First blogged on August 4, 2010


In 2002, Olsen Racela was the top point guard in the country. There is a justifiable reason why Chito Loyzaga’s Dynamite moniker was given to Danny Seigle.

And what about that NU kid who made the best of a career that at that time, should have been the ideal one for Romel Adducul?

This is the blog in which I will rant the hell out about San Miguel's crazy scheme to replace their legends just because they have grown tired of them.


It must be hard for Danny Ildefonso, Danny Seigle, and Olsen Racela to watch Arwind Santos, Jay Washington, and Alex Cabagnot take over their spots. Dorian Pena might see action sometimes but he wasn’t really that much of a threat offensively. Especially during the reinforced conferences, sticking Pena and Mick Pennisi on that matter, to the bench is easy.

Among the stars of the late 90s and the early 2000s, Dondon Hontiveros is the only player left starting for the San Miguel Beermen, and the fact that the Beermen has acquired Joseph Yeo means that his starting job is also in jeopardy.

And yet, I don’t blame these guys for sticking with the squad.

In two or three years, Olsen Racela will probably be an assistant coach for the Beermen. Danny Ildefonso is the current endorser of B-Meg and he owns a piggery. Danny Seigle, although his personal life might not be public, you can bet that he has gathered enough money from SMC to make his post-basketball career happy and worry-free. This is the same reason why there are a lot of top players that destroyed their chances to have better scoring averages, more minutes, and better recognition just to stick with the Beermen.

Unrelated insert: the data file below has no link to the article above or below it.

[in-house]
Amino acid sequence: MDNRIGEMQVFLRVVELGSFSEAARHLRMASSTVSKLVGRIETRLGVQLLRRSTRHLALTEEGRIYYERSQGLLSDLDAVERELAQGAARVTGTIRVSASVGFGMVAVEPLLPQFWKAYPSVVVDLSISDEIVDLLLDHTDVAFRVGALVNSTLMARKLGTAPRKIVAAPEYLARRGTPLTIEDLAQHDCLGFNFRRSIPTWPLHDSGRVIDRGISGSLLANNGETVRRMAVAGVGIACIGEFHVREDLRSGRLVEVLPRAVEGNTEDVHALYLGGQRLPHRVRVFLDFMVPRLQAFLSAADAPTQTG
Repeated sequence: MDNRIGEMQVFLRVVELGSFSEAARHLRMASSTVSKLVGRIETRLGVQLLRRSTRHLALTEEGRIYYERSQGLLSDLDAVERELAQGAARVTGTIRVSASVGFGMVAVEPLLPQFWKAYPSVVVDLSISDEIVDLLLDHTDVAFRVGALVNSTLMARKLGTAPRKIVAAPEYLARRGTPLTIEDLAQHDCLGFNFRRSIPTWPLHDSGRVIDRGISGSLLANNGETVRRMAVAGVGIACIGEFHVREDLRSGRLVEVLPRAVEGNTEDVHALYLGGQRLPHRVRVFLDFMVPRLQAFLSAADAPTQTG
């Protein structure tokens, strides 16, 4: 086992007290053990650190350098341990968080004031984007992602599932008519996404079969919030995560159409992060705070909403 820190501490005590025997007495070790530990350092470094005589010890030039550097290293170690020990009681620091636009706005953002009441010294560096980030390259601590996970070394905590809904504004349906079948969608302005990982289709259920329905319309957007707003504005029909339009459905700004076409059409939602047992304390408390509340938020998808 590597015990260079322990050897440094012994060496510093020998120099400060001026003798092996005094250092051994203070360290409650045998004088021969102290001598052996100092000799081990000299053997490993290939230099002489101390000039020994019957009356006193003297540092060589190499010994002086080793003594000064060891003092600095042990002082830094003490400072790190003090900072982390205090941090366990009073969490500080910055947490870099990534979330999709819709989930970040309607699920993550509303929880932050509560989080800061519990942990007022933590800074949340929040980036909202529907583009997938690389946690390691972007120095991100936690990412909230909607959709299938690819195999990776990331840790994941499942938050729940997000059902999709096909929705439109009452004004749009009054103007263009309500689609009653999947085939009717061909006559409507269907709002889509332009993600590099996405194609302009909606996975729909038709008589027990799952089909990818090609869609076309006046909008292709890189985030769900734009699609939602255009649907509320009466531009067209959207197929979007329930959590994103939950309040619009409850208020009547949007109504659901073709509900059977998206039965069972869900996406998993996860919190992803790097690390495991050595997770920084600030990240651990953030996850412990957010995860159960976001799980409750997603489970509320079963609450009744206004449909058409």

Do you know that a typical office job doesn’t do shit with an SMC janitor in terms of benefits and compensation?

Growing old as a Beermen is a very wise way to end your basketball career!

Besides, if they need to play, they can always join Samboy Lim, Allan Caidic, Hector Calma, and the rest of the SMC All-Stars in their quest to wow crowds of all ages inside the archipelago.

But still, you have to know that these guys can still go when they need to go. Ildefonso, Seigle, Racela, Pena, and Hontiveros were the players that led the Beermen back to the top during the time the PBA had the MBA breathing on its back.

If you noticed how overloaded with talent this team has become, do you remember when Nelson Asaytono (traded for Ato Agustin), Olsen Racela (part of the Bong Ravena trade), Freddie Abuda (part of the Bong Ravena trade), Mike Mustre, and the late Gido Babilonia (transferee from Pepsi Mega) was the starting five of San Miguel? This wasn’t exactly a powerhouse team but this team managed to score wins as a defense-oriented squad under Ron Jacobs. Then the squad got Danny Ildefonso when they swapped picks with Shell (Shell received Noy Castillo). Then SMB acquired Danny Seigle as their direct hire. Then they got Dorian Pena thru free agency after he finished his contract with the Negros Slashers. And finally, they got Dondon Hontiveros from Tanduay after the Bong Tan-owned franchise went berserk and traded their best bets for journeymen.